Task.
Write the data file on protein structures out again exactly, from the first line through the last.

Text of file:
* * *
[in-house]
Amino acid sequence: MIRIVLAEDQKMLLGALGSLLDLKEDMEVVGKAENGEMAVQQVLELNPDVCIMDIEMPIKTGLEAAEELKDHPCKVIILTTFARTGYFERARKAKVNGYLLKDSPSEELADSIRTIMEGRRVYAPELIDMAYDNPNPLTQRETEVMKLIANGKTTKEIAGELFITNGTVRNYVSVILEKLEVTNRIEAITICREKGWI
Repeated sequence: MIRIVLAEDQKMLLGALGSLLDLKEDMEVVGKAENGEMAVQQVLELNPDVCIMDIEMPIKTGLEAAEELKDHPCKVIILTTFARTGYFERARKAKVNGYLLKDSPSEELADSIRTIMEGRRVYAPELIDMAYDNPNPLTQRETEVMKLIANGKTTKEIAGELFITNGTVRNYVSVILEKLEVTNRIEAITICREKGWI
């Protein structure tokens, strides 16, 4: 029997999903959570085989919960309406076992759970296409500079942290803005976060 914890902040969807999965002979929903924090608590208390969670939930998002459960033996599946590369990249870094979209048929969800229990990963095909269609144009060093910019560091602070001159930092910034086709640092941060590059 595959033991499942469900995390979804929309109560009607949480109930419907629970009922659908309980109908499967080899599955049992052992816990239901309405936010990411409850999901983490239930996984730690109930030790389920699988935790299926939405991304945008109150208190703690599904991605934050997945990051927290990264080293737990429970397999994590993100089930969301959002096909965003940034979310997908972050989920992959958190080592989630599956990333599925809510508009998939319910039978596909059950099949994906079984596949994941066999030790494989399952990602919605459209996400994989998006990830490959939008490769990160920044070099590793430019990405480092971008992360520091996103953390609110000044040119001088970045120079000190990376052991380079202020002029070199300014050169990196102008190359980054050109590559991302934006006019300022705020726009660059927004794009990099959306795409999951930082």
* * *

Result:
[in-house]
Amino acid sequence: MIRIVLAEDQKMLLGALGSLLDLKEDMEVVGKAENGEMAVQQVLELNPDVCIMDIEMPIKTGLEAAEELKDHPCKVIILTTFARTGYFERARKAKVNGYLLKDSPSEELADSIRTIMEGRRVYAPELIDMAYDNPNPLTQRETEVMKLIANGKTTKEIAGELFITNGTVRNYVSVILEKLEVTNRIEAITICREKGWI
Repeated sequence: MIRIVLAEDQKMLLGALGSLLDLKEDMEVVGKAENGEMAVQQVLELNPDVCIMDIEMPIKTGLEAAEELKDHPCKVIILTTFARTGYFERARKAKVNGYLLKDSPSEELADSIRTIMEGRRVYAPELIDMAYDNPNPLTQRETEVMKLIANGKTTKEIAGELFITNGTVRNYVSVILEKLEVTNRIEAITICREKGWI
């Protein structure tokens, strides 16, 4: 029997999903959570085989919960309406076992759970296409500079942290803005976060 914890902040969807999965002979929903924090608590208390969670939930998002459960033996599946590369990249870094979209048929969800229990990963095909269609144009060093910019560091602070001159930092910034086709640092941060590059 595959033991499942469900995390979804929309109560009607949480109930419907629970009922659908309980109908499967080899599955049992052992816990239901309405936010990411409850999901983490239930996984730690109930030790389920699988935790299926939405991304945008109150208190703690599904991605934050997945990051927290990264080293737990429970397999994590993100089930969301959002096909965003940034979310997908972050989920992959958190080592989630599956990333599925809510508009998939319910039978596909059950099949994906079984596949994941066999030790494989399952990602919605459209996400994989998006990830490959939008490769990160920044070099590793430019990405480092971008992360520091996103953390609110000044040119001088970045120079000190990376052991380079202020002029070199300014050169990196102008190359980054050109590559991302934006006019300022705020726009660059927004794009990099959306795409999951930082």